Manitoba

Doctors call for cross-country circuit-breaker lockdown to stamp out COVID-19 spread

A number of doctors and researchers are calling for strict countrywide restrictions to reduce the spread of COVID-19 for long-term gain.

'Every time we've made assumptions with this virus ... we've gotten burned,' Dr. Anand Kumar says

Dr. Anand Kumar, ICU attending physician for the Winnipeg Regional Health Authority, says it's time for a cross-country lockdown to avoid a fourth wave of the pandemic. (John Woods/The Canadian Press)

A number of doctors and researchers are calling for strict countrywide restrictions to reduce the spread of COVID-19 and more contagious coronavirus variants, saying that vaccines aren't enough.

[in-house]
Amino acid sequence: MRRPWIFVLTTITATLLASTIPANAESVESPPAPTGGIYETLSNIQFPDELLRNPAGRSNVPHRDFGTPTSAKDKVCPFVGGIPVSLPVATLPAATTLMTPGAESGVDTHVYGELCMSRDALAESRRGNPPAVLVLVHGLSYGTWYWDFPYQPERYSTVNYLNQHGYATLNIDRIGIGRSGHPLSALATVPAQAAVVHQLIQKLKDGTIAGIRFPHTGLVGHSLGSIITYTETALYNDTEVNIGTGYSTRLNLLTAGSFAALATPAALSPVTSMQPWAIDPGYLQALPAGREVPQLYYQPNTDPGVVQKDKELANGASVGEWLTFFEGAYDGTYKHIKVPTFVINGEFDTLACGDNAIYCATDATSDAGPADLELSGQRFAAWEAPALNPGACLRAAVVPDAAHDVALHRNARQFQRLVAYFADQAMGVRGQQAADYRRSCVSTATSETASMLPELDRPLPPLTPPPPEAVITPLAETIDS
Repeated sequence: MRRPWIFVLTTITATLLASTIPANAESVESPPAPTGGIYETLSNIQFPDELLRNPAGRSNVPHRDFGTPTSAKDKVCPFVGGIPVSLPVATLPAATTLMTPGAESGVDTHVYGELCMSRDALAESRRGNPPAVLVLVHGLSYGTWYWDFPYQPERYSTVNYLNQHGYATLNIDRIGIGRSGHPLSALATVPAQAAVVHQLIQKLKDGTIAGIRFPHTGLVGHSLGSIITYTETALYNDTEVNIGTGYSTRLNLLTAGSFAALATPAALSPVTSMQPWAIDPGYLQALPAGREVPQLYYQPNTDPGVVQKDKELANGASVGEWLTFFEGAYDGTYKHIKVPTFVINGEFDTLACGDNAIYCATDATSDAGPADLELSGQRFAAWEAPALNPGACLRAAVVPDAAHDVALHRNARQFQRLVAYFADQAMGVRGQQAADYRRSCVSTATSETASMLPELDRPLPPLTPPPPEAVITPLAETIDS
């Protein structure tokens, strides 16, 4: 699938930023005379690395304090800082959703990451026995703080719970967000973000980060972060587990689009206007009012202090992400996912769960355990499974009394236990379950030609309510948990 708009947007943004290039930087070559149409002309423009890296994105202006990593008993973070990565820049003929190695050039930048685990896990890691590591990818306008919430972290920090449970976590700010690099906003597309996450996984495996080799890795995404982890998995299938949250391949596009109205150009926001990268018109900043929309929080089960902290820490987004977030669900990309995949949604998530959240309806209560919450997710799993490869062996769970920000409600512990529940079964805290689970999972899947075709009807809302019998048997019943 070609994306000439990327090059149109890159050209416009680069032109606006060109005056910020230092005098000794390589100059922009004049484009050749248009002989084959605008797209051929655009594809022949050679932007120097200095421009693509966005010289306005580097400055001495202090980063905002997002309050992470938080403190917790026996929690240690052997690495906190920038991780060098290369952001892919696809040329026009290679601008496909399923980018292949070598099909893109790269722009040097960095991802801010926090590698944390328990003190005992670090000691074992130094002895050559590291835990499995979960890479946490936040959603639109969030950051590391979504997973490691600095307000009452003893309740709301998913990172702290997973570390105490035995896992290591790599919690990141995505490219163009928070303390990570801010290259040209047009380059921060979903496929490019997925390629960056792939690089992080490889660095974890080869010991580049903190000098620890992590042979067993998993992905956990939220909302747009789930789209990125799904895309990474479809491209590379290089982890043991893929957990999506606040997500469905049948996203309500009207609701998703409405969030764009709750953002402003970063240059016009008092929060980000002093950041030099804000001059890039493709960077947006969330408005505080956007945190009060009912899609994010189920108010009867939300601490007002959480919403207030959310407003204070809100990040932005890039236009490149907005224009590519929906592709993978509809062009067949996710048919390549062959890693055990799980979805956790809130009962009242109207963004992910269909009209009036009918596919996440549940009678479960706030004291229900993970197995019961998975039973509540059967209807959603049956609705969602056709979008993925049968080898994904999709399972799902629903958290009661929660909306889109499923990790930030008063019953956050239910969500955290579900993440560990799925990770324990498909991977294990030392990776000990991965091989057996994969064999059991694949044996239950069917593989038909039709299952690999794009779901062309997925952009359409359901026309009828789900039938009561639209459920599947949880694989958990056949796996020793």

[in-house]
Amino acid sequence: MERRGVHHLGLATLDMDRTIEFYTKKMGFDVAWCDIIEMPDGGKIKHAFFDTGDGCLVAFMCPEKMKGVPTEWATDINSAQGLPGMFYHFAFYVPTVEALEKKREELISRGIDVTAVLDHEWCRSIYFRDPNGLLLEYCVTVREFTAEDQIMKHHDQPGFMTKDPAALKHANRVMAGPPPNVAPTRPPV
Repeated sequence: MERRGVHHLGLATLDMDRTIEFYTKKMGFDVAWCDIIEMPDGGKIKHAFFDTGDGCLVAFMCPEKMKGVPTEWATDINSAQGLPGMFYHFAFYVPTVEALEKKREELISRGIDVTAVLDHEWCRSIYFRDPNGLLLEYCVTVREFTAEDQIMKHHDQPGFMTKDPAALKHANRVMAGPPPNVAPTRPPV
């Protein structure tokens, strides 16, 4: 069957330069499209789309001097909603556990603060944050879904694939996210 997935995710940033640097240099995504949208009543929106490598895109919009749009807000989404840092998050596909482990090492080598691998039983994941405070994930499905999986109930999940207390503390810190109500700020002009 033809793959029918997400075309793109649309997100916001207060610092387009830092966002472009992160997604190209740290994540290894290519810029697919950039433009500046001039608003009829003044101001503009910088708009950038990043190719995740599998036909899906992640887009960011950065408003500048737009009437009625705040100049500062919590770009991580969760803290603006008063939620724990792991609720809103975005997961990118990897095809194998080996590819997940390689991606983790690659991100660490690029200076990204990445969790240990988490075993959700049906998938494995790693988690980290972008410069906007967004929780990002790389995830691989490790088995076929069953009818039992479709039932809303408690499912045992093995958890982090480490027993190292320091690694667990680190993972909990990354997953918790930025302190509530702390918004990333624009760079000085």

Dr. Anand Kumar, a Winnipeg intensive care physician and infectious disease specialist, signed his name to an open letter published in Macleans magazine on Friday calling for a "maximum suppression strategy" to tamp down the third wave surge that's pummelling the country.

"Although we're doing reasonably well with vaccination, we're not doing so well that we can rule out a fourth wave if we ease up on restrictions early, and that would be one of the big concerns," he said on CBC's Rosemary Barton Live on Sunday.

"The other big concern, quite frankly, is that every time we've made assumptions with this virus ... we've gotten burned. It's thrown us a lot of curveballs."

Dr. Dick Zoutman, a professor in the school of medicine at Queen's University in Kingston, Ont., also signed the open letter.